Sperling Prostate Center

MRI Competitive with PSMA PET for Diagnosing Prostate Cancer

One of the most exciting gatherings of medical minds is the Annual Congress of the European Association of Urology (EAU). Urology Today describes it as “Europe’s biggest urological event with specialists and affiliated medical professionals gathering for a critical assessment of clinical practices and key research developments.” I think of such events as a kaleidoscope, a vision of exhilarating colorful shapes that change with the slightest movement yet always form an orderly pattern.

The world of urologic imaging is constantly in motion as technologies and discoveries evolve. Most recently, Prostate Membrane Specific Antigen (PSMA) PET scans have been found to be very accurate in detecting tiny sites of metastatic prostate cancer (PCa). This is a gamechanger for patients with suspected PCa spread, since the earlier it is identified, the greater chance of successful treatment planning to control their disease.

Is PSMA PET useful for localized PCa before biopsy?

The application of PSMA PET scans to identify mets naturally led to exploring its merits for men whose abnormal PSA raises suspicion of PCa. In the traditional diagnostic pathway, such men would be referred for a transrectal ultrasound (TRUS) guided biopsy using a minimum of 12 needles. This conventional protocol is giving way to the use of multiparametric MRI (mpMRI) before biopsy. Studies show that this method helps avoid a needle biopsy if mpMRI does not indicate the presence of significant PCa. On the other hand, if significant PCa is found by this noninvasive imaging, an in-bore MRI-guided targeted biopsy offers the most accurate diagnosis with the fewest needles. It’s no wonder that as the kaleidoscope of medical innovation has shifted, MRI is now an undeniable stand-out in PCa detection.

It was inevitable, therefore, that someone would test PSMA PET before biopsy to find out how it stacks up against mpMRI. To compare the two methods, a research team from Australia designed a multicenter study involving 240 men suspected of PCa, and they presented their findings at the July 1-4, 2022 EAU Annual Congress (Amsterdam, The Netherlands).

All patients underwent both PSMA PET and mpMRI scans of the prostate/pelvic bed. Out of the total group, 181 were found to have abnormalities that justified a needle biopsy. According to a news report, “…the researchers found that MRI had a 75 percent accuracy rate for detecting prostate cancer in comparison to a 62 percent accuracy rate for PSMA PET/CT.”[i]

Lead author Dr. Lih-Ming Wong observed, “Our analysis found that MRI scans were better than PSMA PET for detecting any grade of prostate cancer… This study confirms that the existing ‘gold standard’ of pre-biopsy detection — the MRI — is indeed a high benchmark… Even with fine-tuning, we suspect PSMA PET/CT won’t replace MRI as the main method of prostate cancer detection.”[ii] That said, Dr. Wong believes PSMA PET may have value as an adjunct in combination with MRI for certain patients with localized PCa.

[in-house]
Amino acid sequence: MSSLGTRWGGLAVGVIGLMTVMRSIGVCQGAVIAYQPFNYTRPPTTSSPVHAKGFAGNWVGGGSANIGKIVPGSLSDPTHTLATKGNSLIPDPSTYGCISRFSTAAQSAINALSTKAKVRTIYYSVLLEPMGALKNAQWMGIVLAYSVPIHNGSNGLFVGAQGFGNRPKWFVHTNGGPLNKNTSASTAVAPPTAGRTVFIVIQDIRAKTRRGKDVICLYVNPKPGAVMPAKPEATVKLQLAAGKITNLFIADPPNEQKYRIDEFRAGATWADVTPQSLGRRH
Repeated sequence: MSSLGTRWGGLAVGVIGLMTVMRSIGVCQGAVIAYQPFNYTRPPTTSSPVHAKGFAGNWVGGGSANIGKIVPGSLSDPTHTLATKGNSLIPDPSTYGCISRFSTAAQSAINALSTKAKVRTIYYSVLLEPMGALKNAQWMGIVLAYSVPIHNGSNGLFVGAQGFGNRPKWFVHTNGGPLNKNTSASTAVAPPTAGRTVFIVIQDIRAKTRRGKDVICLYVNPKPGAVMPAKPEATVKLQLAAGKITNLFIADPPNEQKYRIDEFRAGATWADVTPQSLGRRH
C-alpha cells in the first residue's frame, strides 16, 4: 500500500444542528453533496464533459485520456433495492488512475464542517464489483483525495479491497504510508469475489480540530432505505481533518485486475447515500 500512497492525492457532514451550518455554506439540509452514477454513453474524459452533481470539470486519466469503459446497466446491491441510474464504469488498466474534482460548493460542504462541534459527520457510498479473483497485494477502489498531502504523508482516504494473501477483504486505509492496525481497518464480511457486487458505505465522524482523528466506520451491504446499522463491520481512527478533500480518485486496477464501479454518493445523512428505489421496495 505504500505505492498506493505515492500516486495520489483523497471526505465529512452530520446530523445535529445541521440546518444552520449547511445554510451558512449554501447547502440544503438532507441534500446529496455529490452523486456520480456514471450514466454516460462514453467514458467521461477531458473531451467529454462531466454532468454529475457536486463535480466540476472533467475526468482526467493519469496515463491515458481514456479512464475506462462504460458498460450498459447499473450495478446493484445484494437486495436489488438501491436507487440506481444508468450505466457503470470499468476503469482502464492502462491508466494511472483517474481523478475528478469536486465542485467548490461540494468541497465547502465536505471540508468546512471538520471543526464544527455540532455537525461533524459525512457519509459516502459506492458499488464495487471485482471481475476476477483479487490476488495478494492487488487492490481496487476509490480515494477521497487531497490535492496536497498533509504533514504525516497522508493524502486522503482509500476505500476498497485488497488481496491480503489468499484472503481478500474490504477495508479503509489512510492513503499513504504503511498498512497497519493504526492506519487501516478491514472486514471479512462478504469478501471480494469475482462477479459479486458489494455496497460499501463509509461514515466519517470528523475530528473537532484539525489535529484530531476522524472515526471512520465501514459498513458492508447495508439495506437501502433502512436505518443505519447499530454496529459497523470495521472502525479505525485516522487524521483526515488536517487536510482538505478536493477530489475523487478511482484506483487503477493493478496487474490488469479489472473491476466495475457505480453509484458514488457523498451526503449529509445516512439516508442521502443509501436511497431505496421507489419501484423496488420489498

Based on our own experience at the Sperling Prostate Center, we view prostate mpMRI as The King of Prostate Imaging. Needless to say, we were glad to see the news of Dr. Wong’s presentation to the EAU. The kaleidoscope will always bring changes, but MRI will remain a bright gem in the array of patterned colors.

NOTE: This content is solely for purposes of information and does not substitute for diagnostic or medical advice. Talk to your doctor if you are experiencing pelvic pain, or have any other health concerns or questions of a personal medical nature.

[i] Hall, Jeff. Study Confirms Higher Accuracy of MRI Over Emerging PSMA PET/CT for Diagnosing Prostate Cancer. Diagnostic Imaging, July 8, 2022. https://www.diagnosticimaging.com/view/study-higher-accuracy-of-mri-over-psma-pet-ct-for-diagnosing-prostate-cancer
[ii] Ibid.

 

About Dr. Dan Sperling

Dan Sperling, MD, DABR, is a board certified radiologist who is globally recognized as a leader in multiparametric MRI for the detection and diagnosis of a range of disease conditions. As Medical Director of the Sperling Prostate Center, Sperling Medical Group and Sperling Neurosurgery Associates, he and his team are on the leading edge of significant change in medical practice. He is the co-author of the new patient book Redefining Prostate Cancer, and is a contributing author on over 25 published studies. For more information, contact the Sperling Prostate Center.

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